Since Nanaimo was booming through the Victorian, Edwardian, and pre/post-war eras, we have a huge stock of period homes that have been lovingly maintained and/or restored.

A lot of old-growth forest was being harvested and processed when these homes were built, which means that the highest-quality lumber was available. The result is that old character homes in Nanaimo were built with good materials - and with the builders' costs being low, they were able to invest in other areas of the construction, such as interior details and grand porches. See below for my curated list of character homes currently for sale.

If you're selling your old home in the Nanaimo area, I'd love to help you get the price your home deserves. My home was built in 1912 and I can't imagine selling it to a buyer who doesn't appreciate its unique qualities! If you want my help, please contact me.

Character Home Listings

City of Nanaimo's Heritage Register and Heritage Designations

There are multiple ways that the City might look at a heritage property. Buildings with municipal heritage designation have the greatest degree of regulation and protection; these are a handful of big-ticket buildings such as the Bastion, Beban House, and the train station - there are less than 10 of them. 

Next-most regulated are about 46 buildings in the Downtown Heritage Conservation Area in the lowest part of downtown, roughly between the Oxy, the Globe, and the old firehall. Special permits are required for altering many of the older buildings here, with allowances and tax breaks when alterations will preserve the character while meeting other goals like adding residential units. 

But for our purposes here (buying an existing heritage home) we are interested in Nanaimo's Heritage Register, which includes about 87 houses, mostly "up the hill" from the downtown core. Some of them are out in places like Chase River, Harewood, and Brechin/Newcastle. 

Being on the Heritage Register does not protect the homes from re-development except to the extent that the City has the right (under BC's Local Government Act) to stall the permits for 2 months while they explore voluntary conservation options with the property owner (including a $2500 grant option, see below). The goal is to maintain the exteriors of the buildings in such original condition as might be achieved. But in about two-thirds of cases (when there is no "covenant" as discussed below), the homeowner can do what they like after those two months, within the bounds of normal municipal zoning/building requirements, without any regard for the heritage value.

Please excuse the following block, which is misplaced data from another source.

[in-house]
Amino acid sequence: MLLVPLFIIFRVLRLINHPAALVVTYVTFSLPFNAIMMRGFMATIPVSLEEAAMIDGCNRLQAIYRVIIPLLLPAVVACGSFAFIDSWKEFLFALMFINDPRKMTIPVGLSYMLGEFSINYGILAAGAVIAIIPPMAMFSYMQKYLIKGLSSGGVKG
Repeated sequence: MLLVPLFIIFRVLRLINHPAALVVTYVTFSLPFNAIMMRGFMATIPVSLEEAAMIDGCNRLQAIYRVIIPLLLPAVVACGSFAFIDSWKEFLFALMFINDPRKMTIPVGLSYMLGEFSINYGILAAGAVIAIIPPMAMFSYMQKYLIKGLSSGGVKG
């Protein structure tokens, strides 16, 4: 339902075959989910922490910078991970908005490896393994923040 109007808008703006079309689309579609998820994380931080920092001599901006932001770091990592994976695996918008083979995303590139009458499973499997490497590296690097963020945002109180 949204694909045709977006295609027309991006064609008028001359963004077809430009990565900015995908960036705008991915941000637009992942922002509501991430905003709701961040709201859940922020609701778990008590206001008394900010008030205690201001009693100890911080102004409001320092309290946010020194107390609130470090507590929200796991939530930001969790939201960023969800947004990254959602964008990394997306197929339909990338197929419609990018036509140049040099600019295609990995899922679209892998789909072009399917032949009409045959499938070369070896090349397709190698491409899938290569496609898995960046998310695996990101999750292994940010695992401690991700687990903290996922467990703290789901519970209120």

An owner of a heritage house can apply to the City for a grant (up to $2500) for help with structural improvements (if they prolong the building's life) and/or exterior improvements that would "enhance the streetscape". There are stipulations I won't list here, but one thing to know is that in order to qualify for the grant, the owner must agree to a covenant being placed on their land title, restricting future development. Anyone considering buying such a home, or applying for the grant/covenant for their existing home, should be certain they understand the implications.

In other words, many houses on the Heritage Register (most of them) do NOT have the covenant in place, which means they are not ultimately protected against normal alterations and re-development. But some of the heritage houses DO have the covenant in place restricting alterations, because their owner agreed to it, perhaps in exchange for the small boost to their renovation budget - but most likely because they genuinely love their "character home" and can't imagine it standing up to a bulldozer!

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